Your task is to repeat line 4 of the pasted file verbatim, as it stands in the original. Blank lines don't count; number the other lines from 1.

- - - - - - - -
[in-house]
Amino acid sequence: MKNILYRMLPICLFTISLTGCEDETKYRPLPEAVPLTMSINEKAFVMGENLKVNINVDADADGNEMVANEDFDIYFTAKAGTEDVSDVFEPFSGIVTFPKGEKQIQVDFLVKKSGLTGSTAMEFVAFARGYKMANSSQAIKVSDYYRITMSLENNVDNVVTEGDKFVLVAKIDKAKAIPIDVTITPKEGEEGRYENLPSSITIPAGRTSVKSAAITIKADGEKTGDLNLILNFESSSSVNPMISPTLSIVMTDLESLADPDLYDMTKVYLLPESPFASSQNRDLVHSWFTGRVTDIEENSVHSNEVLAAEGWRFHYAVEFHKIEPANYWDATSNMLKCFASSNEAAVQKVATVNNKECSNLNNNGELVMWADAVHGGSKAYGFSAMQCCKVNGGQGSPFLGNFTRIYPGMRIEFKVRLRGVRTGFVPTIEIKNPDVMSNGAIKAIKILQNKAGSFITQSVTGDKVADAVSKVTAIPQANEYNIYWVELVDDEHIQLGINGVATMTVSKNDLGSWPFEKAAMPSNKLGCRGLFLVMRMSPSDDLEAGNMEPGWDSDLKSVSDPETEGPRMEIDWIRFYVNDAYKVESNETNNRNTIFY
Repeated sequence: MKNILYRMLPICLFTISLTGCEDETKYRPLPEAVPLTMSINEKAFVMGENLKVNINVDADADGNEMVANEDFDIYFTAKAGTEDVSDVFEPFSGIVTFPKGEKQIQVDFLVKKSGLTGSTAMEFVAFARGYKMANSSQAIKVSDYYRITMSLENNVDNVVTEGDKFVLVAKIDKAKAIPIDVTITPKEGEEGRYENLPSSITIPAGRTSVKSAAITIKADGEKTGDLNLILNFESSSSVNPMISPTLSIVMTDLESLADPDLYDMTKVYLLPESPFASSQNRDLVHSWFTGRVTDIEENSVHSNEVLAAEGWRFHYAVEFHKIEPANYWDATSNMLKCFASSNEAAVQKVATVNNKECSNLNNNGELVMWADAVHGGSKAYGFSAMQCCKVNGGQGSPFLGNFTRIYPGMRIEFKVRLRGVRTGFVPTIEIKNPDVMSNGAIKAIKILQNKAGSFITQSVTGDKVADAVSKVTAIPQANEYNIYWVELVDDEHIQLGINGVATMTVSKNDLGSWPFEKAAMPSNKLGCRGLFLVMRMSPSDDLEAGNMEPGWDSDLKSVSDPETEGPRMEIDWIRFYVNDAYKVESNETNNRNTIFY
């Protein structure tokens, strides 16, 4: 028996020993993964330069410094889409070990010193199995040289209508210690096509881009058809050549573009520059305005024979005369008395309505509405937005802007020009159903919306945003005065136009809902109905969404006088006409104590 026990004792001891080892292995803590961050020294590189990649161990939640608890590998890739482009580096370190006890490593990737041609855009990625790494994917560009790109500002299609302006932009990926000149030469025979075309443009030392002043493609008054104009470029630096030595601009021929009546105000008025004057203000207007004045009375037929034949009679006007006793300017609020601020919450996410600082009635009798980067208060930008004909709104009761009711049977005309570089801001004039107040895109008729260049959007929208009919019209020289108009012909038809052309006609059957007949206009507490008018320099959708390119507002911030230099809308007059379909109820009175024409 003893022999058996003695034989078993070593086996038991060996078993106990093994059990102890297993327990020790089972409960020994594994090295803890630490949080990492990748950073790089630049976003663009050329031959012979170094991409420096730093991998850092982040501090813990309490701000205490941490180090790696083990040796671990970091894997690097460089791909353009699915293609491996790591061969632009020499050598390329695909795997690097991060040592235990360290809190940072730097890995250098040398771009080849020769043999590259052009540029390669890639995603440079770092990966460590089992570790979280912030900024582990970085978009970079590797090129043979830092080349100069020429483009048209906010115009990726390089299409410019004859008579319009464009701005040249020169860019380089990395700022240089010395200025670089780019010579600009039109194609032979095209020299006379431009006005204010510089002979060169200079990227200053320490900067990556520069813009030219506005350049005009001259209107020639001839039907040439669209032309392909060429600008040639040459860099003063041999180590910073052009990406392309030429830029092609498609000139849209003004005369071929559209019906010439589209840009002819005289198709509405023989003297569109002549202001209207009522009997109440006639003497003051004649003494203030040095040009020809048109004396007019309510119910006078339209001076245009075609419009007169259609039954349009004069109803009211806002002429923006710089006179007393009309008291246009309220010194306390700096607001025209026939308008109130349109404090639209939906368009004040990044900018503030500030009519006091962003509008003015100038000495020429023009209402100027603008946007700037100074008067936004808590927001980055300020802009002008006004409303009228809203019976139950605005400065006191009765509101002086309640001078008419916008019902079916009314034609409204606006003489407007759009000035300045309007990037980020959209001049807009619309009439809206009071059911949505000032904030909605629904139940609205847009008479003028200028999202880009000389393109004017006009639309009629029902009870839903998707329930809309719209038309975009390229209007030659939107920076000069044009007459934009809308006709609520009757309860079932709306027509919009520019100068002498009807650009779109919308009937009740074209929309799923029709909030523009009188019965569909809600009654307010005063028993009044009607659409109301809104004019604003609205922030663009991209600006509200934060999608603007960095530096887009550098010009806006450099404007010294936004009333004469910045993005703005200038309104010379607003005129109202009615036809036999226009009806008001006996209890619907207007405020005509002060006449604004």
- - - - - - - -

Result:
């Protein structure tokens, strides 16, 4: 028996020993993964330069410094889409070990010193199995040289209508210690096509881009058809050549573009520059305005024979005369008395309505509405937005802007020009159903919306945003005065136009809902109905969404006088006409104590 026990004792001891080892292995803590961050020294590189990649161990939640608890590998890739482009580096370190006890490593990737041609855009990625790494994917560009790109500002299609302006932009990926000149030469025979075309443009030392002043493609008054104009470029630096030595601009021929009546105000008025004057203000207007004045009375037929034949009679006007006793300017609020601020919450996410600082009635009798980067208060930008004909709104009761009711049977005309570089801001004039107040895109008729260049959007929208009919019209020289108009012909038809052309006609059957007949206009507490008018320099959708390119507002911030230099809308007059379909109820009175024409 003893022999058996003695034989078993070593086996038991060996078993106990093994059990102890297993327990020790089972409960020994594994090295803890630490949080990492990748950073790089630049976003663009050329031959012979170094991409420096730093991998850092982040501090813990309490701000205490941490180090790696083990040796671990970091894997690097460089791909353009699915293609491996790591061969632009020499050598390329695909795997690097991060040592235990360290809190940072730097890995250098040398771009080849020769043999590259052009540029390669890639995603440079770092990966460590089992570790979280912030900024582990970085978009970079590797090129043979830092080349100069020429483009048209906010115009990726390089299409410019004859008579319009464009701005040249020169860019380089990395700022240089010395200025670089780019010579600009039109194609032979095209020299006379431009006005204010510089002979060169200079990227200053320490900067990556520069813009030219506005350049005009001259209107020639001839039907040439669209032309392909060429600008040639040459860099003063041999180590910073052009990406392309030429830029092609498609000139849209003004005369071929559209019906010439589209840009002819005289198709509405023989003297569109002549202001209207009522009997109440006639003497003051004649003494203030040095040009020809048109004396007019309510119910006078339209001076245009075609419009007169259609039954349009004069109803009211806002002429923006710089006179007393009309008291246009309220010194306390700096607001025209026939308008109130349109404090639209939906368009004040990044900018503030500030009519006091962003509008003015100038000495020429023009209402100027603008946007700037100074008067936004808590927001980055300020802009002008006004409303009228809203019976139950605005400065006191009765509101002086309640001078008419916008019902079916009314034609409204606006003489407007759009000035300045309007990037980020959209001049807009619309009439809206009071059911949505000032904030909605629904139940609205847009008479003028200028999202880009000389393109004017006009639309009629029902009870839903998707329930809309719209038309975009390229209007030659939107920076000069044009007459934009809308006709609520009757309860079932709306027509919009520019100068002498009807650009779109919308009937009740074209929309799923029709909030523009009188019965569909809600009654307010005063028993009044009607659409109301809104004019604003609205922030663009991209600006509200934060999608603007960095530096887009550098010009806006450099404007010294936004009333004469910045993005703005200038309104010379607003005129109202009615036809036999226009009806008001006996209890619907207007405020005509002060006449604004």